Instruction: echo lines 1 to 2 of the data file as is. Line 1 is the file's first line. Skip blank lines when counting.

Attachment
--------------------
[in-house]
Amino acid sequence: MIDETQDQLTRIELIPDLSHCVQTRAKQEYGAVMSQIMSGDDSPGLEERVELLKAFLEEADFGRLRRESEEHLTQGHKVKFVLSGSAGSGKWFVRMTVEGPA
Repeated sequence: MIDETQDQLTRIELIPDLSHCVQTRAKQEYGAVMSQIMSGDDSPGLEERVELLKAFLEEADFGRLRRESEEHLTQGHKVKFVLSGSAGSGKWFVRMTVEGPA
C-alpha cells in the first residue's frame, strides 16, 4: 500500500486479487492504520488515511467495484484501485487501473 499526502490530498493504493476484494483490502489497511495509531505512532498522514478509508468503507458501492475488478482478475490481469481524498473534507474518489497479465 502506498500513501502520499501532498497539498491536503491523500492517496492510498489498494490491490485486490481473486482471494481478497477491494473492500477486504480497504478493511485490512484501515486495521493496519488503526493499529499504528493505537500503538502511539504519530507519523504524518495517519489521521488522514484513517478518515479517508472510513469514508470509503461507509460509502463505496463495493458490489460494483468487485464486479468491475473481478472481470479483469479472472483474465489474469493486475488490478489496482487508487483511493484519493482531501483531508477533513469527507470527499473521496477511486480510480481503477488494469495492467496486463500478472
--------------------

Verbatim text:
[in-house]
Amino acid sequence: MIDETQDQLTRIELIPDLSHCVQTRAKQEYGAVMSQIMSGDDSPGLEERVELLKAFLEEADFGRLRRESEEHLTQGHKVKFVLSGSAGSGKWFVRMTVEGPA